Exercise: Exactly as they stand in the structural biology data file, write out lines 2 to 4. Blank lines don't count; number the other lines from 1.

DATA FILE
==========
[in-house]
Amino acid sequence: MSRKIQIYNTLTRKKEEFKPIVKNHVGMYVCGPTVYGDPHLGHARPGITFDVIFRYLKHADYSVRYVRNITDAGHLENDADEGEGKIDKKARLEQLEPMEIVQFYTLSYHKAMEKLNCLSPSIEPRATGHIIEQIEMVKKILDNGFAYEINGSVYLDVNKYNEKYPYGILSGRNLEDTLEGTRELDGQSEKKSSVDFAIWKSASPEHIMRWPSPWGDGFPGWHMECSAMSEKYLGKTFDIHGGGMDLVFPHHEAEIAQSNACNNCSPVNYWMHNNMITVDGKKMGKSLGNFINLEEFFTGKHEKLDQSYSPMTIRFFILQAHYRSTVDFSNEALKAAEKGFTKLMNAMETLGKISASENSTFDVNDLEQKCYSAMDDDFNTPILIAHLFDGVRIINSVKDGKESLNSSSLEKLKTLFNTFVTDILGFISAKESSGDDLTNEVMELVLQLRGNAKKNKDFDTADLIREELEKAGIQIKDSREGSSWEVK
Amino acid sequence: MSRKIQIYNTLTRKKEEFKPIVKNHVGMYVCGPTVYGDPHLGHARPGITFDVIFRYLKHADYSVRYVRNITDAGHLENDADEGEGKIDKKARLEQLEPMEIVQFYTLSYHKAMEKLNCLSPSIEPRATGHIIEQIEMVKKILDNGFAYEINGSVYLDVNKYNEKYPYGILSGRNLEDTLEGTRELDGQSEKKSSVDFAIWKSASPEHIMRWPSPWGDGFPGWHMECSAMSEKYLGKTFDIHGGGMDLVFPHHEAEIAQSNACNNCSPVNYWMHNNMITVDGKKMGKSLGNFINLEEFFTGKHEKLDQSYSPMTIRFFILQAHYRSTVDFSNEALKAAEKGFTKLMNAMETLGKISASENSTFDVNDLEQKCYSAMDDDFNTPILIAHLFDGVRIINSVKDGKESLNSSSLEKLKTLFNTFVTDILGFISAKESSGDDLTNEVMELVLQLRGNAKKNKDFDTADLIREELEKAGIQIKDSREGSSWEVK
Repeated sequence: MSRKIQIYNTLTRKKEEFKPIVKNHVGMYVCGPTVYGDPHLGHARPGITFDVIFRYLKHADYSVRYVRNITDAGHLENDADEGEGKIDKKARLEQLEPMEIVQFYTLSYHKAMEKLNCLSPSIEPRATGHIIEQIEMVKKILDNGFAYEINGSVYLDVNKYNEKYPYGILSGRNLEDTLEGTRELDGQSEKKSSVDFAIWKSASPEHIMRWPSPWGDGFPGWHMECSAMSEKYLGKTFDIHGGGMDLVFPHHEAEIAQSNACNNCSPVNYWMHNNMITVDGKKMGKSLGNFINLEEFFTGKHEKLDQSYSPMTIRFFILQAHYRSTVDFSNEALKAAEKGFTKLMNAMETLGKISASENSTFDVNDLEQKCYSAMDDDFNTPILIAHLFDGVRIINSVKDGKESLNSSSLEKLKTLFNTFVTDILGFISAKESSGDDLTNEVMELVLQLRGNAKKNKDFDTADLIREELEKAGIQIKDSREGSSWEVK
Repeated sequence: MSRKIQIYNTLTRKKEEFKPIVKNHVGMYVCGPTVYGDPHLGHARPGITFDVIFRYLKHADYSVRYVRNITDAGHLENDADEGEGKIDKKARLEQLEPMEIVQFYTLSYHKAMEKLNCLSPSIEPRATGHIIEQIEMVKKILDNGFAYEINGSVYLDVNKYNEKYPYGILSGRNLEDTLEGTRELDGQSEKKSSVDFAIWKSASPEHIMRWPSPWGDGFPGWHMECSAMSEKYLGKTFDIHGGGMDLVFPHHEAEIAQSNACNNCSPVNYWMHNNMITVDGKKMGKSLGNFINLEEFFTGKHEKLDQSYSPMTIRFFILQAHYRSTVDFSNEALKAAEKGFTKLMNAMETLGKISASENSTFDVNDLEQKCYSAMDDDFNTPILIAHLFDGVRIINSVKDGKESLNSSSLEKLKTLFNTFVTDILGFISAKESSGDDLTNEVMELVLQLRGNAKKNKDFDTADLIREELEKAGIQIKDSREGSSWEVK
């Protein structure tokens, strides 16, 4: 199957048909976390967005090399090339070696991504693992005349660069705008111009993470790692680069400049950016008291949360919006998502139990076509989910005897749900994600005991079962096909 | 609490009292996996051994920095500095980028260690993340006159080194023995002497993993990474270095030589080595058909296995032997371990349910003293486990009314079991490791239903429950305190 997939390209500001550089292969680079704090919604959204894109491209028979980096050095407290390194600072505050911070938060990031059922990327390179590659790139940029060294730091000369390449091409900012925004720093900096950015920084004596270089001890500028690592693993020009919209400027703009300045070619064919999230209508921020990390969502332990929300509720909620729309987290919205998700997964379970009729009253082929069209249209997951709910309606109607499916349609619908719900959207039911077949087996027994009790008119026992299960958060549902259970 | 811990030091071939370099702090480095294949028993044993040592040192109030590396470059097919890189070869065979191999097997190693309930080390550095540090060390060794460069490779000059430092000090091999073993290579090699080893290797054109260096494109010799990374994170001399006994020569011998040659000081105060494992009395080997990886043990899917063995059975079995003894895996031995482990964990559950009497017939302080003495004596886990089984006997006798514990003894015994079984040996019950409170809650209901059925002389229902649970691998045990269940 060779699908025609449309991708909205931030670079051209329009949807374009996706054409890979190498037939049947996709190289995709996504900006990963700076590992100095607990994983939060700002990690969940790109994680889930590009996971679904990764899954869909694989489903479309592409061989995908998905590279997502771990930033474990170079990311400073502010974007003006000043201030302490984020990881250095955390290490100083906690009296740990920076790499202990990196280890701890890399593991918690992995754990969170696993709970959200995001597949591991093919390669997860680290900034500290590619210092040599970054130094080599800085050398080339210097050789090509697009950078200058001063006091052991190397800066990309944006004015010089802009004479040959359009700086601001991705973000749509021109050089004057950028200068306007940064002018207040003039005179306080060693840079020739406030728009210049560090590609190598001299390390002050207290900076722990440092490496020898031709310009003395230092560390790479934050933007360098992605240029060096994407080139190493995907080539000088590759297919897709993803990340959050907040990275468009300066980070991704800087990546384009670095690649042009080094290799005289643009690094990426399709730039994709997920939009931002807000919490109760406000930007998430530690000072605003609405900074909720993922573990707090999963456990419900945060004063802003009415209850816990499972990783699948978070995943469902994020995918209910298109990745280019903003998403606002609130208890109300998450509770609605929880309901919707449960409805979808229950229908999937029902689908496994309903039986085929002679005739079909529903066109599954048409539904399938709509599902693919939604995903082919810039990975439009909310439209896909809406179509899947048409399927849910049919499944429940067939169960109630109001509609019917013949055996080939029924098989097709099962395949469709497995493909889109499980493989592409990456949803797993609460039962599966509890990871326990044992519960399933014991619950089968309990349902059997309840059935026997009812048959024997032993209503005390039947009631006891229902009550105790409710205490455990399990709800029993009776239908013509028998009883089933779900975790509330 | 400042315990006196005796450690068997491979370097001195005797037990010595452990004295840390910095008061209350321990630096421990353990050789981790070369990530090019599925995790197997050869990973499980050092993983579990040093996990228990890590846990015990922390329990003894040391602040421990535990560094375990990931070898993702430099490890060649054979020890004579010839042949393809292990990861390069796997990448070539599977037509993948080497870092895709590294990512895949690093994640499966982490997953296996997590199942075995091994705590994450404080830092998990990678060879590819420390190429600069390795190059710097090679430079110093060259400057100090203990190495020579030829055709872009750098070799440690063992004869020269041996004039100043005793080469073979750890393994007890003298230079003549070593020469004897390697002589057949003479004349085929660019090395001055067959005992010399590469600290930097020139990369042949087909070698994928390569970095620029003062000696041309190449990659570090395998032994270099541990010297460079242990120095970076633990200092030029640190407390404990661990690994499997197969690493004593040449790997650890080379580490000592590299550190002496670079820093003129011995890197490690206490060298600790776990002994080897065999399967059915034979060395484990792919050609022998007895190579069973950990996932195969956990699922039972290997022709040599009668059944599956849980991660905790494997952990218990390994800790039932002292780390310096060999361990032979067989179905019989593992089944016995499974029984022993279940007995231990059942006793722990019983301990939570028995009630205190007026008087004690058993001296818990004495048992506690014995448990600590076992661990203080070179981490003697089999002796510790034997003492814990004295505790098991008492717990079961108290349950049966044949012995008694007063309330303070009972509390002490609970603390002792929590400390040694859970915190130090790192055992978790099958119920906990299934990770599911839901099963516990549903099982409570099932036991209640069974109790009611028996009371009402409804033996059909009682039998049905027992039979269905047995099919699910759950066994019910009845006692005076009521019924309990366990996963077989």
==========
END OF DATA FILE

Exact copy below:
Amino acid sequence: MSRKIQIYNTLTRKKEEFKPIVKNHVGMYVCGPTVYGDPHLGHARPGITFDVIFRYLKHADYSVRYVRNITDAGHLENDADEGEGKIDKKARLEQLEPMEIVQFYTLSYHKAMEKLNCLSPSIEPRATGHIIEQIEMVKKILDNGFAYEINGSVYLDVNKYNEKYPYGILSGRNLEDTLEGTRELDGQSEKKSSVDFAIWKSASPEHIMRWPSPWGDGFPGWHMECSAMSEKYLGKTFDIHGGGMDLVFPHHEAEIAQSNACNNCSPVNYWMHNNMITVDGKKMGKSLGNFINLEEFFTGKHEKLDQSYSPMTIRFFILQAHYRSTVDFSNEALKAAEKGFTKLMNAMETLGKISASENSTFDVNDLEQKCYSAMDDDFNTPILIAHLFDGVRIINSVKDGKESLNSSSLEKLKTLFNTFVTDILGFISAKESSGDDLTNEVMELVLQLRGNAKKNKDFDTADLIREELEKAGIQIKDSREGSSWEVK
Amino acid sequence: MSRKIQIYNTLTRKKEEFKPIVKNHVGMYVCGPTVYGDPHLGHARPGITFDVIFRYLKHADYSVRYVRNITDAGHLENDADEGEGKIDKKARLEQLEPMEIVQFYTLSYHKAMEKLNCLSPSIEPRATGHIIEQIEMVKKILDNGFAYEINGSVYLDVNKYNEKYPYGILSGRNLEDTLEGTRELDGQSEKKSSVDFAIWKSASPEHIMRWPSPWGDGFPGWHMECSAMSEKYLGKTFDIHGGGMDLVFPHHEAEIAQSNACNNCSPVNYWMHNNMITVDGKKMGKSLGNFINLEEFFTGKHEKLDQSYSPMTIRFFILQAHYRSTVDFSNEALKAAEKGFTKLMNAMETLGKISASENSTFDVNDLEQKCYSAMDDDFNTPILIAHLFDGVRIINSVKDGKESLNSSSLEKLKTLFNTFVTDILGFISAKESSGDDLTNEVMELVLQLRGNAKKNKDFDTADLIREELEKAGIQIKDSREGSSWEVK
Repeated sequence: MSRKIQIYNTLTRKKEEFKPIVKNHVGMYVCGPTVYGDPHLGHARPGITFDVIFRYLKHADYSVRYVRNITDAGHLENDADEGEGKIDKKARLEQLEPMEIVQFYTLSYHKAMEKLNCLSPSIEPRATGHIIEQIEMVKKILDNGFAYEINGSVYLDVNKYNEKYPYGILSGRNLEDTLEGTRELDGQSEKKSSVDFAIWKSASPEHIMRWPSPWGDGFPGWHMECSAMSEKYLGKTFDIHGGGMDLVFPHHEAEIAQSNACNNCSPVNYWMHNNMITVDGKKMGKSLGNFINLEEFFTGKHEKLDQSYSPMTIRFFILQAHYRSTVDFSNEALKAAEKGFTKLMNAMETLGKISASENSTFDVNDLEQKCYSAMDDDFNTPILIAHLFDGVRIINSVKDGKESLNSSSLEKLKTLFNTFVTDILGFISAKESSGDDLTNEVMELVLQLRGNAKKNKDFDTADLIREELEKAGIQIKDSREGSSWEVK